Many assume that it’s the youngest workers in an organization who supply the most energy and drive innovation. But contributions of the young at heart are no less important, according to a paper that explores the effect of subjective age—or how old someone feels—on organizational performance. Its co-authors include Florian Kunze, chair of organizational studies at the University of Konstanz in Germany; Anneloes Raes, assistant professor of managing people in organizations at IESE Business School in Barcelona; and Heike Bruke, director of the Institute for Leadership and Human Resources Management at the University of St. Gallen in Switzerland.
Kunze, Raes, and Bruke surveyed 15,164 employees from 107 German companies, whose industries spanned production, wholesale, retail, service, and finance. Employees, including those from human resources and the C-suite, answered questions about HR practices and company performance, as well as those about their subjective ages.
Employees younger than 25 years old reported feeling slightly older than they actually were, while those older than 25 reported feeling four years younger, on average. The co-authors reference previous studies that show that culture also can make a big difference in workers’ subjective age. In the U.K., older workers have reported feeling nearly ten years younger than their chronological age; those in China, just ten months.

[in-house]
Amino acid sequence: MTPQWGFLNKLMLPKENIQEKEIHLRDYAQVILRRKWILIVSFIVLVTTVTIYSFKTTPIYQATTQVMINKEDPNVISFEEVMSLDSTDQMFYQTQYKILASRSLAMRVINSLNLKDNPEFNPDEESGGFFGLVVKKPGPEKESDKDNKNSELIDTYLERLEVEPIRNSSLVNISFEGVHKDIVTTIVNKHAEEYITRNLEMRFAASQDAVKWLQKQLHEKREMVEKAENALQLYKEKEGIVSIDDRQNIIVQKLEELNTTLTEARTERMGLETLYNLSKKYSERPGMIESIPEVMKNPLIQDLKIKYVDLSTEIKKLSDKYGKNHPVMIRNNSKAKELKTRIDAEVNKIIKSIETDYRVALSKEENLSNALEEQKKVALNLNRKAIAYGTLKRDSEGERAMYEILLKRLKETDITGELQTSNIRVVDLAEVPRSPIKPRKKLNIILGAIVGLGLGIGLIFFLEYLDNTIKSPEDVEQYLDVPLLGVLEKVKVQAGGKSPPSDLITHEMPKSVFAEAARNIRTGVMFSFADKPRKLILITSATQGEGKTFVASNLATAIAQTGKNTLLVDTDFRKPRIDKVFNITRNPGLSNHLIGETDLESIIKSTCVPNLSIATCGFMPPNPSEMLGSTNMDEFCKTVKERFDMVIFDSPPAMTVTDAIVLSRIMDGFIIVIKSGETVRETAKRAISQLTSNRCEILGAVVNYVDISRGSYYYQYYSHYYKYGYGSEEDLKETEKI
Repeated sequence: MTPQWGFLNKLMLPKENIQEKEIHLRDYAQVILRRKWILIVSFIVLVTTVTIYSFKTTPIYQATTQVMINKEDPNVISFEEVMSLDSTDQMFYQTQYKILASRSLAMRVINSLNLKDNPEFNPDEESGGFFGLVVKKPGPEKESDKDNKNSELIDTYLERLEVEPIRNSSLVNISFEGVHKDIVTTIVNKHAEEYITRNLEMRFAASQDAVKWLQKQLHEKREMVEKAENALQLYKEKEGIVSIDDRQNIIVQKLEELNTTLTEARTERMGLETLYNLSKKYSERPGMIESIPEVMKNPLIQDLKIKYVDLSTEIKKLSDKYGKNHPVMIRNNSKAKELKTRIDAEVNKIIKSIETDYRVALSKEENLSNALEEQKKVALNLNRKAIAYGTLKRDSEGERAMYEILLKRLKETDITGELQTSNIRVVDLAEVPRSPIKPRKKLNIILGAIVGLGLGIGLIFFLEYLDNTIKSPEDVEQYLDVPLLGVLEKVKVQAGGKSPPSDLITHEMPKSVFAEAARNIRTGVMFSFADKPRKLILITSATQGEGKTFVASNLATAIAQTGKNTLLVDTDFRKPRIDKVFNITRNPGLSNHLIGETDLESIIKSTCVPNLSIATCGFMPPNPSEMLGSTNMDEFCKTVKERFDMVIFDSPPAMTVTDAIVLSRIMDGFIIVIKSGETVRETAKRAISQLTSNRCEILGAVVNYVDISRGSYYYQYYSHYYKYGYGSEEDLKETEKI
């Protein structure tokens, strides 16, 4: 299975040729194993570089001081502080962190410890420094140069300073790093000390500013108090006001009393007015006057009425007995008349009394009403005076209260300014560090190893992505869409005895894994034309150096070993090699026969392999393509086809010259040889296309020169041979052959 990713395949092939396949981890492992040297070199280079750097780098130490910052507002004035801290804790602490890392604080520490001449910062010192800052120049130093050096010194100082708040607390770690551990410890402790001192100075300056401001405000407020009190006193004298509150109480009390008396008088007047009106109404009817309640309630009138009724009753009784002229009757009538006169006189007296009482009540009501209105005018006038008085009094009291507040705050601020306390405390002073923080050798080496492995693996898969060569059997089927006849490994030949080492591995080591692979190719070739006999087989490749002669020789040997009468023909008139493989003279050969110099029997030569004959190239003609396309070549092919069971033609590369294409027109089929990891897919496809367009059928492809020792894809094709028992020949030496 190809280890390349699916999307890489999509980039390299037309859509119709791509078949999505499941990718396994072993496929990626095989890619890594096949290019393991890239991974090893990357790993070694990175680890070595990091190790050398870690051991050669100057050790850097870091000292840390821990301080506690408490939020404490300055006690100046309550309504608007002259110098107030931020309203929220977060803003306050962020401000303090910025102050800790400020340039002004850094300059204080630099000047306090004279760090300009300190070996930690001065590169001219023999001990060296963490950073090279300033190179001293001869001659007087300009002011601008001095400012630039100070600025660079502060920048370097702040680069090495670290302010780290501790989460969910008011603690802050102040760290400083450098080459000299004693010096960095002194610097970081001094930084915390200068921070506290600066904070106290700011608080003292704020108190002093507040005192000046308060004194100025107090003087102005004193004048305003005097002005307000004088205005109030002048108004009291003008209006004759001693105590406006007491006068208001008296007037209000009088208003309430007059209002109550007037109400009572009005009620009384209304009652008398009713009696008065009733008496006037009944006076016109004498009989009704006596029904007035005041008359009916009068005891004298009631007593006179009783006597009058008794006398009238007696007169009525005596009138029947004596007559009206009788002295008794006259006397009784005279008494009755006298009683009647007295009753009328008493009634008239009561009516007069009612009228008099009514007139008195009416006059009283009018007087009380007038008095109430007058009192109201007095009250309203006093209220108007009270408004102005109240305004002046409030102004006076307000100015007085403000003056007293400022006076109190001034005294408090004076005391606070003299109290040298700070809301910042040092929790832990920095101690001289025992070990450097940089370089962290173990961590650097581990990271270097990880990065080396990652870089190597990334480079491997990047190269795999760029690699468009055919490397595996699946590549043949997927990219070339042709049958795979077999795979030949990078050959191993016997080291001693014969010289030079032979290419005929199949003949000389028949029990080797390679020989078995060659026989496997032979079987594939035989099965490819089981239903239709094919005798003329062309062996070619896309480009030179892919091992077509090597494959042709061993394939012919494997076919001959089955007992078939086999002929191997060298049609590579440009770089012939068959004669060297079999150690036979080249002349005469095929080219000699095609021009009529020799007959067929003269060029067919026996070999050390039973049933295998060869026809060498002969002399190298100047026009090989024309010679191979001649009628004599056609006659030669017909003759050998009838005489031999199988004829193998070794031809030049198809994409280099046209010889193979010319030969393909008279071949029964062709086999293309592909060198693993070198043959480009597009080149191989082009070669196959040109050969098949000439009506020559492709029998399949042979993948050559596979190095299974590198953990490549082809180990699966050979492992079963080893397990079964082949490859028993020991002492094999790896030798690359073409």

Other studies suggest that younger workers think more about achieving long-term goals and promotion, an attitude that fuels more dynamic work environments. By contrast, older workers are more concerned with maintaining the status quo, a mindset not known for innovation. But employees who perceive themselves to be younger are often more flexible and willing to learn and embrace innovations than their curmudgeonly counterparts. They also are more focused on long-term growth in ways that can lead to stronger performance for the organization.
These findings are important to companies in fast-changing industries that need to maintain dynamic work environments, say the co-authors. They recommend two strategies for leaders who wish to lower the average subjective age of their workforces. First, offer employees more opportunities for meaningful work. And, second, avoid HR policies based on age alone, such as reserving certain training opportunities for younger workers only, which reinforce age-based stereotypes.
“It Matters How Old You Feel: Antecedents and Performance Consequences of Average Relative Subjective Age in Organizations” was published online March 23 in the Journal of Applied Psychology.